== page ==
I could feel *doing* a few *doing* chest hairs poke through. It was like a Bar mitzvah or something. I felt like a new man.
I changed clips, and did the same.
Having a blast.

I returned the target, and had a look at my first ever handgun target shooting.
Steve was more than impressed, and happy with his new student. I was beaming. At 20ft, (the average handgun distance) did very well. Only one was out of the inner circle.
I was very happy with my shooting, ans Steve commended my steady hand.
My first target. Not to shabby.
I loaded up 2 more clips, and he drew a mock person on my target.
We fired away many. Many, many.
It was 7 o'glock.

We even put one bullet in, and tried to see who had the better shot. Steve was quite the dead eye, and had me beat easily. I did well, but Steve was a great shot.
We were there about an hour, and with each one could feel my John Henry grow. Its quite the experience shooting a firearm. Its not like the movies. Its REAL. Action stars 'poppin' caps' isnt as easy as it seems. You get an immense feeling of power and control, and it made very clear as to the appeal of shooting for sport. Hunting is one thing, a 9mm in a range is totally different. No wonder gangsters in the ghetto have guns, and find it so appealing to shoot off a few rounds. Ive written a lengthy article on my take on the gun laws, especially in Florida, and will post it in time.
After we emptied the bullet boxes, we packed up, and I shook Steves hand. It was a feeling I will never forget. I cant say I will be running back and returning to chase it again, but who knows. We joked about how much I enjoyed it and I'm now an American, and will be buying a gun next week. Not quite. But the feeling is definitely going to be rekindled.
I thanked the man behind the desk, and asked him a few questions on his perception of owning a gun, and his views on gun laws in Canada. Like most Americans, they feel they need the right to bear arms for safety, and that its necessary.
Awww yeah.

I walked out of that place with mixed feelings. I truly enjoyed myself, I must say, but I also have a strong resentment towards the American mentality towards carrying a gun. It is completely unnecessary.
We drove home, and told Ellen all about the experience, and we looked over the targets we had riddled holes into.
The proud marksman.

Ellen had cooked up a big dish of pasta and salad, and I was hungry from all the manliness activities. The delicious Penne filled me up along with some dark beer.
I was on the Internet for most of the night, doing my boat hunting thing. It was quite the rush.
Their sons were returning home for a few days, as Spring Break had just begun for College kids nationwide. The eldest is 7 years deep into his law degree, and the younger, 21, is just beginning his. They were due in later that evening.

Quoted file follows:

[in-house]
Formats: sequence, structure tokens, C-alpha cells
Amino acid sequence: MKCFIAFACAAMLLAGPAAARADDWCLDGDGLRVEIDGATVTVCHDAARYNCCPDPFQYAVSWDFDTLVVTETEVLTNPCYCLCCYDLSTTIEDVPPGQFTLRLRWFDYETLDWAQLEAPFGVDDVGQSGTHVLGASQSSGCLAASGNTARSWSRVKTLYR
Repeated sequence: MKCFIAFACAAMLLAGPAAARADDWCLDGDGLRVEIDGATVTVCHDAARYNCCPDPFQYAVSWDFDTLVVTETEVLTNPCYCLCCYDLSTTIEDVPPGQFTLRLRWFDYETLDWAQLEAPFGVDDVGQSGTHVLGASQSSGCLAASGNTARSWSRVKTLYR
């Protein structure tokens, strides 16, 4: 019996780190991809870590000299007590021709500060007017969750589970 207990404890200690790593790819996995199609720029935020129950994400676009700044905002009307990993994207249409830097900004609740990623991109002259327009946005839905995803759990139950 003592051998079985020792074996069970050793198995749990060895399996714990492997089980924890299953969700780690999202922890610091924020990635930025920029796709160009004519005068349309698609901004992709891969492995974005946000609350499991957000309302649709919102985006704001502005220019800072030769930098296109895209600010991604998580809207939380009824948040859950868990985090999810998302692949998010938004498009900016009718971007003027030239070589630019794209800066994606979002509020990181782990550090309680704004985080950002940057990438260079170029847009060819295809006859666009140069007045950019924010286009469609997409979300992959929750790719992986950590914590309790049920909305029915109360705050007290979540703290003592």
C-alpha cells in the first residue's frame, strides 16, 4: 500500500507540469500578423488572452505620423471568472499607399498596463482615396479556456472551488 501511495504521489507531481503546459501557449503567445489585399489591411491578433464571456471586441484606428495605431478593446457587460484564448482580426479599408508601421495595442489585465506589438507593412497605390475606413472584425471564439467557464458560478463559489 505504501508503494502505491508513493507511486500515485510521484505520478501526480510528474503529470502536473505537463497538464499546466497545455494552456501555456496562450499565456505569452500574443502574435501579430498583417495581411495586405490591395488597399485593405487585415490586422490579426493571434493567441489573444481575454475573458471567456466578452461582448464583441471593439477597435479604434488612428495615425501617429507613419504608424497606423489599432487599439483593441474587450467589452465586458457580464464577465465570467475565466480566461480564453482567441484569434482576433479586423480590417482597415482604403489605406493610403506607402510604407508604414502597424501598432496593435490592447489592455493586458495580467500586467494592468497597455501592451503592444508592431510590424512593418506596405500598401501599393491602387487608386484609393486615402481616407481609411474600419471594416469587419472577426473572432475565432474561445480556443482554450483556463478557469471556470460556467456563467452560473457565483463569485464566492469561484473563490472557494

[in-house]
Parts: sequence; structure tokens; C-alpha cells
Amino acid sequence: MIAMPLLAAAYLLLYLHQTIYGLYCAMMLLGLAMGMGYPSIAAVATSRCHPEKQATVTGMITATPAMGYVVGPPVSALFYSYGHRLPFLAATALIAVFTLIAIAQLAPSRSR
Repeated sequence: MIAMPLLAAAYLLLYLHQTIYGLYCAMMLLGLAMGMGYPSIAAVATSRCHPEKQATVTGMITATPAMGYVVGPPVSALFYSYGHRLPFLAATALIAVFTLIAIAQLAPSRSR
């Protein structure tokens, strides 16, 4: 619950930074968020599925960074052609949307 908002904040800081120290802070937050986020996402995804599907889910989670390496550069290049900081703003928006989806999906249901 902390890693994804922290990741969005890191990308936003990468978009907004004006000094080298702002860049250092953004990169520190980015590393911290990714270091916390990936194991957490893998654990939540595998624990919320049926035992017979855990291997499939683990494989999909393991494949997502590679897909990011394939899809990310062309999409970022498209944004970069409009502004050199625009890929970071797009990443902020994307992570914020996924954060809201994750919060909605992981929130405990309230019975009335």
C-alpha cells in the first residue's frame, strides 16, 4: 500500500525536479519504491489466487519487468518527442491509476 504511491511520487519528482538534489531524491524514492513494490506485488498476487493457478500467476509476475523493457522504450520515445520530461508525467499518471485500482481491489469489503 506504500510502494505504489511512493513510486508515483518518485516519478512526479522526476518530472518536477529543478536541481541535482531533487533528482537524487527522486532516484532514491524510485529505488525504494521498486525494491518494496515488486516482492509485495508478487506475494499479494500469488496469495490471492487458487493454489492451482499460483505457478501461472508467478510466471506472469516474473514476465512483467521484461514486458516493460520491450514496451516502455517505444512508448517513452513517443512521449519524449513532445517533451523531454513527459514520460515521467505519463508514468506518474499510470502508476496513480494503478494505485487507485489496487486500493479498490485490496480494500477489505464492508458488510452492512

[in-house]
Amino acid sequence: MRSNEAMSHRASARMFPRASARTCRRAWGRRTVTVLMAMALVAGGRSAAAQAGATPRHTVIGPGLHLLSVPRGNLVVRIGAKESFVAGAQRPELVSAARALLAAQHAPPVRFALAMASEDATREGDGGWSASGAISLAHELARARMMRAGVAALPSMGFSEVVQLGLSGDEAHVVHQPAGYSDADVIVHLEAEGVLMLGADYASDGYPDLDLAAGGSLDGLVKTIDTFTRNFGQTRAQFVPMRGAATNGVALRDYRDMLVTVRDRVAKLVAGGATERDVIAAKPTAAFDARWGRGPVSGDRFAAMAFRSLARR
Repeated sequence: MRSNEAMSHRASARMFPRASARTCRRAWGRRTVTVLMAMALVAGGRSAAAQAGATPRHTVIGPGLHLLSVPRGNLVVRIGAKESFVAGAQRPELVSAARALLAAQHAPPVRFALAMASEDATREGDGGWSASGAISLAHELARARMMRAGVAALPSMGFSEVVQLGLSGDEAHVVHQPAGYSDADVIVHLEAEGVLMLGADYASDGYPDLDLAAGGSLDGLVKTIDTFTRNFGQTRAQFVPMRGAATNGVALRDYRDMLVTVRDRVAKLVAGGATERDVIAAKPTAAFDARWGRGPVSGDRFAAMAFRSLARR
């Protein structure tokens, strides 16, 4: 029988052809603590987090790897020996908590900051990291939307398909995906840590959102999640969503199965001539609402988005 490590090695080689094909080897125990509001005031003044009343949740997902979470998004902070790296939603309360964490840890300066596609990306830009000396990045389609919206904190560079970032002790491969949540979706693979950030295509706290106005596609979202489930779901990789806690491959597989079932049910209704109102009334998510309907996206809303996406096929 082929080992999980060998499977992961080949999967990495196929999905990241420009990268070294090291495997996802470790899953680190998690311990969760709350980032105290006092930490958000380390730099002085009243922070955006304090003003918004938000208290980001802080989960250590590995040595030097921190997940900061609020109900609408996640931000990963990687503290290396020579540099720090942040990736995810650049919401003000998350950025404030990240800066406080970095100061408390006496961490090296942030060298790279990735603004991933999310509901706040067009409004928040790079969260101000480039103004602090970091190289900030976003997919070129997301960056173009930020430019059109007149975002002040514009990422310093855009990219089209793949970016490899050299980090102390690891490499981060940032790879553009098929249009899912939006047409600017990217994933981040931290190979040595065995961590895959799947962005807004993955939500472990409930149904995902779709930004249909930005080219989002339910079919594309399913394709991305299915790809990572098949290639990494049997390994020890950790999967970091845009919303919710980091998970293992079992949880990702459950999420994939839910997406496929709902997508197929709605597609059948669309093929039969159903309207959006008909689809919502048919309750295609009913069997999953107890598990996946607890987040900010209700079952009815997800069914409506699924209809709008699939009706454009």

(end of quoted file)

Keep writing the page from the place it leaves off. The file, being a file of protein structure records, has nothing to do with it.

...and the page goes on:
I got to meet AJ and his girlfriend Jessica. AJ was an incredibly intelligent and well-mannered young man, and his girlfriend was equally as smart and polite. We talked about all kinds of stuff, alot regarding law issues, as I am so intrigued at the difference from the Canadian to American systems.
Seth and his girlfriend Cindy didnt arrive until much later, and I got to meet him just as I was about to call it a night. We talked briefly, and decided to continue in the morning, as we were all yawning.
It was getting late, and we went our separate ways, I went upstairs to continue writing and Googling. I was still buzzing from all the excitement, and the smell of gun powder was still lingering as I fell asleep.
Quite the day. I did some new things; my favourite, and really enjoyed myself. It wasn't hard to fall asleep, and I was out when the lights went out.

"Honey, Ive picked up a stray"

So I awoke with very little sleep. The hostel was absolutely crap. The beds were tiny, staff were awful, no wi-fi and no blankets. Oh and the tiny prison beds had those plastic sheet covers on the mattress, you know the ones for public beds so when Mr Pees-the-bed cant hold it doesnt cost them any money on replacements.
I awoke just before 11, and as I was strapping B1 on my back, the cleaning ladies were at the door. I was bummed, I wanted to make it 6/6.
I went to the desk, dropped the sheets off(their lame policy) and headed back onto Washington St, Miami.
I was famished, and went to get some nourishment into me belly. I wandered around, and found some Italian spot I thought I'd try first. I was so tired, and I hadnt showered, so my hair was still making up its own rules, and the bags under my eyes screamed of drug abuse, so I wasnt surprised when they said no.
I had run out of business cards, and one of the priorities was finding a print shop willing to print some cards, and maybe even a flyer or two...
I found 2 print shops on the strip, and when I approached them, one said yes, but their printer busted in the process. I felt extra bad, as they were now out of commission for the day, and they were doing me a favour. After apologizing a million times(it wasnt my fault, but I still felt so guilty) I left to try the other. They said no way, they dont print anything less than 1000 units. Bummer, but I knew it was a long shot, and was never expecting anything. I continued on in my search for food. I found a pizza joint, and they said not a problem. Hugo behind the desk was super cool, and when we got chatting about soccer, we were interrupted by a young dude who looked exactly like everything your mother warned you about. He offered to buy me a milkshake, and I accepted. He was real cool, and told me (despite his Wutang-ified) image how much he hated the way people treated eachother. I always tell people you can never judge how people are based on appearances. He was better spoken than most of the affluent individuals cruising in their Jags' that I had met.